Thursday, May 31, 2012

How to Take the Perfect Nap

By Linda Wasmer Andrews
May 23, 2012
Getting caught napping might not be such a bad thing after all. A growing body of research shows that a catnap can have a host of health benefits.

Among other things, a short nap can decrease drowsiness and fatigue, restore alertness, boost mood, sharpen motor skills, bolster learning, and improve mental performance. Plus, it feels like an indulgence, and that in itself can be delightfully relaxing.

But a nap that lasts too long can leave you feeling groggy rather than rejuvenated. And a nap too late in the day can interfere with nighttime sleep. 

Here’s an A to Zzzs guide to taking an effective, efficient nap.
 
A Is for Afternoon Snooze
For healthy non-elderly adults, a morning nap is generally too early; your body may not be ready for sleep yet. An evening nap is generally too late; you may have trouble falling asleep at your usual bedtime. But an early afternoon nap starting between 1:00 and 3:00 is just right for countering a post-lunch slump.

Keep it short and sweet. A nap lasting 30 minutes or longer can cause sleep inertia—a groggy, disoriented feeling that may persist for several minutes after awakening from a deep slumber. For waking up alert and ready to work, research suggests that the ideal nap length is 10 to 20 minutes.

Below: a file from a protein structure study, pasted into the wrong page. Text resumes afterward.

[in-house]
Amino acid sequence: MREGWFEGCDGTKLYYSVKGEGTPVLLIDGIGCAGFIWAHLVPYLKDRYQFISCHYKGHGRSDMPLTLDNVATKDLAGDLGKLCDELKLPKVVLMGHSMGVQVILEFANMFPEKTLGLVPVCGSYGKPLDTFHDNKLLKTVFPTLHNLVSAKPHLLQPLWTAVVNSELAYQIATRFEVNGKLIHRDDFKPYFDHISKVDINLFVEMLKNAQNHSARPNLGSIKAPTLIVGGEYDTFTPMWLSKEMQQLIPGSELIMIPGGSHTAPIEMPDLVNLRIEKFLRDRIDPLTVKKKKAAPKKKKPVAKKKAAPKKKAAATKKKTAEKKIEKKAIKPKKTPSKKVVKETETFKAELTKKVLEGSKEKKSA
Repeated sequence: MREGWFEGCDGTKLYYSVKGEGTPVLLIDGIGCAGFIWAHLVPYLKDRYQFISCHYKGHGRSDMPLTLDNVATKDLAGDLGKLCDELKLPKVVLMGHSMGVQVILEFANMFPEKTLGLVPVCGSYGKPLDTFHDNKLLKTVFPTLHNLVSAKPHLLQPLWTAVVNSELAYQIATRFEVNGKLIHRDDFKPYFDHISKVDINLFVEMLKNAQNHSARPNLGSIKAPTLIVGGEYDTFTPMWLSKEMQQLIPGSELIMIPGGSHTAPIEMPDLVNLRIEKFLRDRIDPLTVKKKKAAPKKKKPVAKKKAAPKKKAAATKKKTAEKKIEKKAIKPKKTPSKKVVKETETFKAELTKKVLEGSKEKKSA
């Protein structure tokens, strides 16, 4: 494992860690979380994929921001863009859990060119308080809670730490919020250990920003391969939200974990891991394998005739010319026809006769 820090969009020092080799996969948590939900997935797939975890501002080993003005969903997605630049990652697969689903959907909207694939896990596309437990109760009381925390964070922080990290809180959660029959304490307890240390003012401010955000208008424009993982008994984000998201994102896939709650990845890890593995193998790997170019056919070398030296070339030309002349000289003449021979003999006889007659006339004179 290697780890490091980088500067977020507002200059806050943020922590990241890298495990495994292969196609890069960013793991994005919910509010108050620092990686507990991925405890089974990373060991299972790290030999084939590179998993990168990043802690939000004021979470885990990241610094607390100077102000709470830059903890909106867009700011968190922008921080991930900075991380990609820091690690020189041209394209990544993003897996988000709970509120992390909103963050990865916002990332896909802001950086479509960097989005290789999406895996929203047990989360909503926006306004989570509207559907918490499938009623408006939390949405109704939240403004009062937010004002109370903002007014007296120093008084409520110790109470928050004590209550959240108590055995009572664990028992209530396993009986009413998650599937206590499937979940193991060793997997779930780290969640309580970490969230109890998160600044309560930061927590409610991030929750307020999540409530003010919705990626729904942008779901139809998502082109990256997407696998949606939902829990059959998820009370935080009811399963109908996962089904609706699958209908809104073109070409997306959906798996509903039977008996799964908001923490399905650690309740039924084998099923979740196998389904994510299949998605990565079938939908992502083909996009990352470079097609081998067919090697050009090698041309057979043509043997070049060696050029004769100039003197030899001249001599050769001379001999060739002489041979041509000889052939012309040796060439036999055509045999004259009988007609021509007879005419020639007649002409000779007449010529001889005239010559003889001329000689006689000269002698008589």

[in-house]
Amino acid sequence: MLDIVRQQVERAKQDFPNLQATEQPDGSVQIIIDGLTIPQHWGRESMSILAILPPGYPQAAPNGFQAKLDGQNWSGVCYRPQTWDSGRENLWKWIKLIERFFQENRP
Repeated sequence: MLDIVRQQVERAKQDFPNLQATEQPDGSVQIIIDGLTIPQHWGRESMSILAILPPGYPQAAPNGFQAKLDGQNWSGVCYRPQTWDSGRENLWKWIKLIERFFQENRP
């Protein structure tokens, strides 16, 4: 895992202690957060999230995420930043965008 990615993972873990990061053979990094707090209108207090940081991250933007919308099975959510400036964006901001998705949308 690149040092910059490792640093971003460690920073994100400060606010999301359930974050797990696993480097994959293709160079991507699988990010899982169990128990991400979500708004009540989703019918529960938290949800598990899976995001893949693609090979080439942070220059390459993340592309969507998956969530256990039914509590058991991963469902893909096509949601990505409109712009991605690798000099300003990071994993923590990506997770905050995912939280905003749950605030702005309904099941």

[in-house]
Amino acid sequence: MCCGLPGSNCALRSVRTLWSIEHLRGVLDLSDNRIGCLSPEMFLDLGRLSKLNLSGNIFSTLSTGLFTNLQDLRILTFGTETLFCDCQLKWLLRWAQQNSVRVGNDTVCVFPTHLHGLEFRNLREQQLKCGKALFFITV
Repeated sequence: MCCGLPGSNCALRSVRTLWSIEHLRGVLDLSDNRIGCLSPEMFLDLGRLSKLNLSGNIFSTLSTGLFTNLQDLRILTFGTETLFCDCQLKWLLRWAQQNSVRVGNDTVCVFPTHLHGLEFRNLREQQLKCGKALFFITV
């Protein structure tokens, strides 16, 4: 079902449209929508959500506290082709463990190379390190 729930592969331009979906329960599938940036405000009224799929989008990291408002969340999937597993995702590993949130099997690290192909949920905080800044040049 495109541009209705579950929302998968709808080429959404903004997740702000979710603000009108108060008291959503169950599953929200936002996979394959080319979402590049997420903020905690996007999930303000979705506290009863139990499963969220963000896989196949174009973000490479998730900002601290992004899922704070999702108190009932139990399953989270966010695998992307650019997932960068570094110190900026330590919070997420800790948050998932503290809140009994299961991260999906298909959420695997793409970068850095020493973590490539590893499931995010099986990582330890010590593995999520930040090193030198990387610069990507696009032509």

At Work
Studies have shown that napping can enhance job performance and reduce accidents and mistakes. Some companies have embraced that idea, setting aside napping rooms or installing futuristic EnergyPods where employees can grab 40 winks.

Still, there’s a stigma attached to napping in most offices, where “lying down on the job” is equated with laziness. So if you aren’t lucky enough to work for a pro-napping company, look for an out-of-the-way spot, such as an empty conference room, where you can doze off without being judged or disturbed.

Make yourself comfortable. If possible, shut the door, turn off the phone, switch off the lights, and shut the blinds. But if you can’t make the room dark and quiet, a sleep mask and earplugs or noise-cancelling headphones can be good alternatives.

At Home
At home, stretching out on a couch is a great way to spend a few minutes on a weekend afternoon. But lounging in a hammock may be even better.

A study from the University of Geneva in Switzerland helps explain why. The study utilized a special bed that could either sway slowly like a hammock or stay still. Volunteers were lulled to sleep faster when the bed swayed. What’s more, EEG monitoring showed that the gentle rocking led to changes in their brain activity consistent with deeper sleep.

Zzzs Are for High Achievers
Nappers aren’t slackers, if history books are any indication. The roster of notable nappers includes Napoleon, Thomas Edison, Albert Einstein, Winston Churchill, and John F. Kennedy.

In many cultures, siestas are built into the rhythm of daily life. And in more than 85% of mammal species, short periods of sleep during the day come naturally. Some scientists argue that human are meant to take daily naps as well. So go ahead and snooze. You’ll be in good company.

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